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    I-20 Biography

    As the clean-up man for Ludacris' Disturbing Tha Peace clique, I-20 is the one who gets the call when a song needs some extra punch. Such was the case on Ludacris' smash single "Move B***h," on which I-20 appeared with Ludacris and Mystikal. I-20's muscular voice and hard-hitting rhymes made the cut one of the biggest singles of 2002 and gave the gifted rhymer a platform to showcase his verbal dexterity. Now, after appearing on six songs from Ludacris' two major-label albums and seven songs from DTP's critically acclaimed "Golden Grain" album, I-20 steps to the forefront with his debut solo album, "Self Explanatory."

    "It's an explanation of me," I-20 says of his album. "I speak through my music. I'm coming from leftfield and I've got a good, wide range of music. I'm going to put the exclamation point on Southern hip-hop music. No one is doing what I'm doing musically, lyrically. OutKast and Scarface came before me, but I'm bringing a defining moment in Southern hip-hop history with my album."

    Fans of Ludacris' fun-filled music should be prepared for a more serious approach from I-20, who focuses his street-based raps on emotional tales of love, life and death. "I'm more in your face," I-20 says of his style compared to Ludacris'. "I represent the ?Disturbed' in ?Disturbing Tha Peace.' I represent a different side, the bleak reality of what's going right and what's going wrong in America. Regardless, I'm going to give it to you honest."

    I-20 delivers a straightforward discussion of sex on "Slow F***in'," an erotic back-and-forth tag-team rap display between I-20 and fellow DTP member Shawnna. Produced by Craig Love, the steamy selection highlights the benefits of making loving last, while I-20 showcases his sly rhymes. "Do I make you horny, baby?" he coyly asks Shawnna, playing off the famous line from Austin Powers.

    Getting more serious, I-20 highlights his storytelling abilities on the gripping "The Night I Died." Here, I-20 made up a chain of events that leads to his own death and assembled them into one of the most chilling yet entertaining lyrical episodes ever experienced on record. Over a mournful beat from Earthtone III (OutKast, others), I-20 establishes himself as a premier hip-hop storyteller.

    But it is "I Pray For America" that may be the strongest "Self Explanatory" song. Over a deliberate and soulful beat, I-20 explains how America is bound to pay the price for the injustices it practices around the world.

    "I wrote it because I see life for what it is," I-20 says. "Now don't get it twisted. I love America, but we're a hustle country. I wanted to let people know that I'm aware of what we're doing. We're a bully. America realizes it's the only superpower left."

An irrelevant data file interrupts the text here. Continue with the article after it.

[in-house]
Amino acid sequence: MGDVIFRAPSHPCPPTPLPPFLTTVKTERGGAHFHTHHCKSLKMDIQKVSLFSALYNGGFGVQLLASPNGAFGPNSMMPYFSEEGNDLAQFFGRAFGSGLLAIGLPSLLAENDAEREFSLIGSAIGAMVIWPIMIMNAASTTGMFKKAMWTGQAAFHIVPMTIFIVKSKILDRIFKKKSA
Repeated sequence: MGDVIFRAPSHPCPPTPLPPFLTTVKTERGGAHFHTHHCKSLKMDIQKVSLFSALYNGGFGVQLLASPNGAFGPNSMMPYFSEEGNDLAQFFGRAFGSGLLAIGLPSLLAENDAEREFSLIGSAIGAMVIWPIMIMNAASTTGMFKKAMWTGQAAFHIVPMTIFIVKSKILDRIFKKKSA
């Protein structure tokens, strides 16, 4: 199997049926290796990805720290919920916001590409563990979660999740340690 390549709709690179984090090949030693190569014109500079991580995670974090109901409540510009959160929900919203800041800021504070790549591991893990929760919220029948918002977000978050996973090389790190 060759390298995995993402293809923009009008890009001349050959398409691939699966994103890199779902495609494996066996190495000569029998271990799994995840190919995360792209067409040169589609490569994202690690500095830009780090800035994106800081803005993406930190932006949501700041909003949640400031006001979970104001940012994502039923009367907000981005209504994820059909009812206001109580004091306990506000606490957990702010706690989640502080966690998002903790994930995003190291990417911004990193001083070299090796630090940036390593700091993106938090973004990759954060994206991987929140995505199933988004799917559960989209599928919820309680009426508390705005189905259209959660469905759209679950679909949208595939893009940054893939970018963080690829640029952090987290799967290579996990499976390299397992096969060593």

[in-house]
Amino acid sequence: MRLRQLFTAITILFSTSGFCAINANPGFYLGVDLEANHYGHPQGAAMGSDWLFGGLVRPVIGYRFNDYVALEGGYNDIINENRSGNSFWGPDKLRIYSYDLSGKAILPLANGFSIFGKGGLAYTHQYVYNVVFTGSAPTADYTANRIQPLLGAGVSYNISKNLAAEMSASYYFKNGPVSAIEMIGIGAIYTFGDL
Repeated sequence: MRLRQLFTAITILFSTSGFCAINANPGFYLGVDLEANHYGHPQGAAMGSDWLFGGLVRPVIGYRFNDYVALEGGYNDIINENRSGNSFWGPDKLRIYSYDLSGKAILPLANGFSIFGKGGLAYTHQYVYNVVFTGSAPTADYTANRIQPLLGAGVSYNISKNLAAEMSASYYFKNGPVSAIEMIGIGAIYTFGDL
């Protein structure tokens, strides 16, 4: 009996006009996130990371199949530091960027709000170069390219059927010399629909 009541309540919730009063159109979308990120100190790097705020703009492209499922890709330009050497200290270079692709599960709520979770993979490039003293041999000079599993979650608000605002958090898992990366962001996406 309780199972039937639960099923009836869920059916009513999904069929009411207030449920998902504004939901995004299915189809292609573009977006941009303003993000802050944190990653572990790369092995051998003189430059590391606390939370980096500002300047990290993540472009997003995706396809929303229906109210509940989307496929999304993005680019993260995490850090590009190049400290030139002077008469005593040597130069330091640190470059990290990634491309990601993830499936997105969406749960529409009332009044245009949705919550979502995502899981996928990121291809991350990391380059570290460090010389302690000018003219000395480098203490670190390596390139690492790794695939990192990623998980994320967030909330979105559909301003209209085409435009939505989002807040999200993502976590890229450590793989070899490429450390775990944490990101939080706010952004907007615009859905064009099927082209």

Such powerful, thought-provoking lines as "You got to pay to go to school, but it's free to go to prison," make "I Pray For America" a song that will touch every American.

    Of course, "Self Explanatory" as a whole will have the same impact. I-20's buzz was so loud when he was going into record his album that he was approached by a number of top-tier producers who wanted to work with this A-Town artist. Shondrae (Ludacris, Disturbing Tha Peace), Kanye West (Jay-Z, Beanie Sigel, dead prez), Salaam Remi (Nas, the Fugees) and Jook (Disturbing Tha Peace) are among the A-List producers whose work appears on "Self Explanatory."

    Working with such prominent artists was a dream of I-20, who was born and raised in Decatur. At 12, he fell in love with EPMD's "Strictly Business" album and viewed the seminal hip-hop pair as the ultimate rap duo. Around this time, one of his cousins wrote a rap, which led to I-20 scripting his own lyrics. After that, I-20 was hooked.

    Amazed by the music and words of EPMD, Nas, Kool G Rap and others, I-20 decided to focus on rap. At first, he wasn't concerned about making songs. It was all about rhyming.

    But once his friend Ludacris and his business partner Chaka Zulu taught I-20 about music making, I-20's outlook changed from just wanting to rhyme to wanting to make a commercial impact with his work. "Ludacris and Chaka Zulu taught me how to make songs," I-20 says. "'Cris has such a natural and thorough understanding of the business that it's amazing."

    The lessons I-20 learned from Ludacris and Chaka Zulu certainly paid off. Ludacris put his right-hand rhyme man on several of the songs from his albums, which have sold more than 6 million copies collectively. And, with Shawnna, Fate Wilson, Titty Boy, Jay Cee and Ludacris, I-20 is an integral part of the respected DTP rhyme family.

    Now, with "Self Explanatory," I-20 is ready to make himself one of hip-hop's most important acts, someone who is willing to share his feelings with his legions of fans.

    "It's important to get 100 percent of myself across on my solo stuff," I-20 says.
    No wonder it's "Self Explanatory."

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